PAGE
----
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Speaking Truth

June 15th 2014 by VicarCalvin Kapels

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Holy Trinity a-“Speaking Truth”- Acts 2:14a, 22-36 -June 15, 2014

One of my favorite commercials of all time is a Geico commercial. I know they have some great ones, but this one is a couple years old. It starts with the announcer asking the question, “Can switching to Geico really save you 15% or more on car insurance…was Abe Lincoln honest? And then is goes to a video clip of Abraham Lincoln standing behind his wife as she is looking in the mirror, wearing a new dress and she asks him, “does this dress make my backside look big?” and you see Honest Abe looking around in silence as his hands are fidgeting with his hat, finally his wife turns around looking for an answer, to which he responds, “Maybe a little bit”. She then storms out of the room.

It’s funny, Pastor Schultz and I had a moment like that the first time I preached here. No, he didn’t ask me if his robe made his backside look big. (Holding up bulletin), this bulletin is from that first Sunday that I preached; these notes on the back page are Pastor Schultz’s evaluation of my sermon delivery. Considering that it was the first time I was preaching here, and like the fourth sermon I’ve ever given, you would think that it was all words of encouragement and support. Yes, it does have encouragement and uplifting support, but…..let’s look at some of the hard truths…. and I quote,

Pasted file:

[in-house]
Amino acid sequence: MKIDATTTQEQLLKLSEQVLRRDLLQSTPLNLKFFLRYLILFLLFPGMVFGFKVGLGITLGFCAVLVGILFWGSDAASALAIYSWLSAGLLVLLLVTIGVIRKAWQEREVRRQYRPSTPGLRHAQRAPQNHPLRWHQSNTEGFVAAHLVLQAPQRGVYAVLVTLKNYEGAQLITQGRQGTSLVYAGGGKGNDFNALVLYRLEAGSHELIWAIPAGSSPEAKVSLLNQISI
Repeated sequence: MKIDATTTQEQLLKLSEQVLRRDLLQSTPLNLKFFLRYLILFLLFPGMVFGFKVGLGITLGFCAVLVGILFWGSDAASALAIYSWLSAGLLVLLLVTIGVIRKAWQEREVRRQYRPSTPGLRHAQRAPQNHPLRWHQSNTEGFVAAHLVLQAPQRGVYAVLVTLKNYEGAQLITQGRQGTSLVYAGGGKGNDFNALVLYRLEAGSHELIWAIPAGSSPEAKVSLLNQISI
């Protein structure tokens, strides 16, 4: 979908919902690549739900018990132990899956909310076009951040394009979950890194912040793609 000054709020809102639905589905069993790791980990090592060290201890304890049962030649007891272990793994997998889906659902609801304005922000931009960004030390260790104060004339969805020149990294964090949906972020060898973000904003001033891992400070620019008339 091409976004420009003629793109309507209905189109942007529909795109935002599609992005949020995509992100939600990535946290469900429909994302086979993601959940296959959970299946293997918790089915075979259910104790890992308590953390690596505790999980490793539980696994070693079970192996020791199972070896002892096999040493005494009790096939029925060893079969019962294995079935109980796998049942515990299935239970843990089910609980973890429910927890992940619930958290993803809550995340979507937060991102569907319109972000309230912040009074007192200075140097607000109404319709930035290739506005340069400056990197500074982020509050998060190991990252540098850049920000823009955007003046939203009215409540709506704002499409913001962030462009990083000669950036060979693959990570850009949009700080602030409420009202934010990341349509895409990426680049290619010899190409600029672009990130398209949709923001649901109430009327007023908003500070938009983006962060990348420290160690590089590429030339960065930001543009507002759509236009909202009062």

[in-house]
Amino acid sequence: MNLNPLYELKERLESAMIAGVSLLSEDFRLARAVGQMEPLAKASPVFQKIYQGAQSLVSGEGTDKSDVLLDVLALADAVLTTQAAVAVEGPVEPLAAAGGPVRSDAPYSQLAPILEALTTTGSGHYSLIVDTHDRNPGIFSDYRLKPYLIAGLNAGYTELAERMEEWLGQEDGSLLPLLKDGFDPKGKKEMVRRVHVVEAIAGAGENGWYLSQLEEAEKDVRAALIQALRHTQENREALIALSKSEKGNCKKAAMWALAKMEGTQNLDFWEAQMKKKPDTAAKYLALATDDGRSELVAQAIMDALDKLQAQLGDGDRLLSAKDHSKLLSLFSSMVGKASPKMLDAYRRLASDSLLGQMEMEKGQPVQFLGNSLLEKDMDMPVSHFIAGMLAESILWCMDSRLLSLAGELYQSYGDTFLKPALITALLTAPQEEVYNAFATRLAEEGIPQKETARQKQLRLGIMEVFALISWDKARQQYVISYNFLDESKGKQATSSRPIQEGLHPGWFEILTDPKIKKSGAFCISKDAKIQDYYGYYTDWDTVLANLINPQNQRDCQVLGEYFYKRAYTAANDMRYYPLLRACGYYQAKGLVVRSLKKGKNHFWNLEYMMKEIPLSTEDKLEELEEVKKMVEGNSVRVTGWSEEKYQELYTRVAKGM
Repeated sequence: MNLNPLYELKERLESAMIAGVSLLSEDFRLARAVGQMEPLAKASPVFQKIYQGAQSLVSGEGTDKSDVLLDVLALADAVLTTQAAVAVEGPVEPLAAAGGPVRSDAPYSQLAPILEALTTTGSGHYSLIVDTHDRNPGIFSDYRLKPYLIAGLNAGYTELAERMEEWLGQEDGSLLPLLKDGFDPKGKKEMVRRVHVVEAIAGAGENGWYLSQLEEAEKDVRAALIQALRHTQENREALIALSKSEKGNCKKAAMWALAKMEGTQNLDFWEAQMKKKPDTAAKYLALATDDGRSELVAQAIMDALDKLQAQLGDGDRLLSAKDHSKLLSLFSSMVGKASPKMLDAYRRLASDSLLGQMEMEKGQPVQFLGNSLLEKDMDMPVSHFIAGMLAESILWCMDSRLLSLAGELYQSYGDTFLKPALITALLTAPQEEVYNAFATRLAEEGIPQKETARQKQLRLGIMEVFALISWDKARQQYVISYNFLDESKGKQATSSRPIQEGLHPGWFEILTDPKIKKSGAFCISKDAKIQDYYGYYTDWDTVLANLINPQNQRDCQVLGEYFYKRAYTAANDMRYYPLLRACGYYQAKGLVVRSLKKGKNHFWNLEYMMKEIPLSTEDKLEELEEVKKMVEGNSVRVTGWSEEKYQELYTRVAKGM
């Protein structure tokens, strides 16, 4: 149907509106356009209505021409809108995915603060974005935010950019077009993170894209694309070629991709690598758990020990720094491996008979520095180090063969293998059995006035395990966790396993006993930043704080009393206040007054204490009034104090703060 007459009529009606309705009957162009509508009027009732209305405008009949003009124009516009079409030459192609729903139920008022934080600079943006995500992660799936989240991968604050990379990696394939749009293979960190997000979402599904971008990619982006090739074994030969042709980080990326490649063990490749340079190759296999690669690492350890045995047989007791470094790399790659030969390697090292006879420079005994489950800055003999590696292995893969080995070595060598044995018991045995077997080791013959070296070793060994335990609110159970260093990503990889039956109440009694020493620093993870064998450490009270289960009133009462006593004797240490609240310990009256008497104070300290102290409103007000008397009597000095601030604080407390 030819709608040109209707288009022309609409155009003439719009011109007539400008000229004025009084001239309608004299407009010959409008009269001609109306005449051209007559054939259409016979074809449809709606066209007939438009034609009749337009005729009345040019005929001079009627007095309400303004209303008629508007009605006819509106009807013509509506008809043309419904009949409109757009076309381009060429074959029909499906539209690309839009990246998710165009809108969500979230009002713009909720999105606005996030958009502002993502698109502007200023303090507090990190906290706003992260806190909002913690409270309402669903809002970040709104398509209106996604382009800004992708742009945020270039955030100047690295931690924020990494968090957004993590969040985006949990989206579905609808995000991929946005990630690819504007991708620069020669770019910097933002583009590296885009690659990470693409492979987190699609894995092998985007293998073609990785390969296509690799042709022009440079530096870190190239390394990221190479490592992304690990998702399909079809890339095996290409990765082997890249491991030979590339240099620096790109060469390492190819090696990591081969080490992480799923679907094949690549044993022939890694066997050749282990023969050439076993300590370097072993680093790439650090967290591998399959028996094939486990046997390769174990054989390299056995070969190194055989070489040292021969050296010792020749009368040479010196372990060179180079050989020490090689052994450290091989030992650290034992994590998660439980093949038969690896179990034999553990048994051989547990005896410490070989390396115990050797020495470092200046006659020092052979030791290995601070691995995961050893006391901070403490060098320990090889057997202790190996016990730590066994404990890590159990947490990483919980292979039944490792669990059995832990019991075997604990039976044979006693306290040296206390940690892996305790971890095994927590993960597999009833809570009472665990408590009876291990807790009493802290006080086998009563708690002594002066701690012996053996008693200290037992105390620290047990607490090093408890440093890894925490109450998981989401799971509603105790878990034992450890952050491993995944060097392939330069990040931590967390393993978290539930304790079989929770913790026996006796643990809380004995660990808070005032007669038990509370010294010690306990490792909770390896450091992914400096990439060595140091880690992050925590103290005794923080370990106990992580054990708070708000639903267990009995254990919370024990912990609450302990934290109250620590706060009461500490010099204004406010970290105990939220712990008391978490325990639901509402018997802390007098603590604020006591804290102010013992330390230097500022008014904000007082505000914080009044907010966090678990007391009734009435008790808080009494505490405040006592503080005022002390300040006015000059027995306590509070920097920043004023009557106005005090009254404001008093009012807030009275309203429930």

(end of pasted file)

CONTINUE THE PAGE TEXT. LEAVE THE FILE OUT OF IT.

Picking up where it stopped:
“Sermon-memorized-sounded like it-work on being more conversational” “Delivery-sounded the same throughout-no loud/soft or inflection” “Hand gestures- none to speak of”

It would have been pretty tempting for him to just say good job, to try and avoid hurting my feelings or making me upset, but then I wouldn’t have learned about areas that I need to work on and grow in. Truth be told we all have areas that we need to work on and grow in both personally and spiritually, whether it’s; our friendships, our marriage, our attitude, our daily life, our Church life, or our life of as a Witness.

How often do we look the other way or say nothing to avoid offending someone rather than tell them the cold hard truth?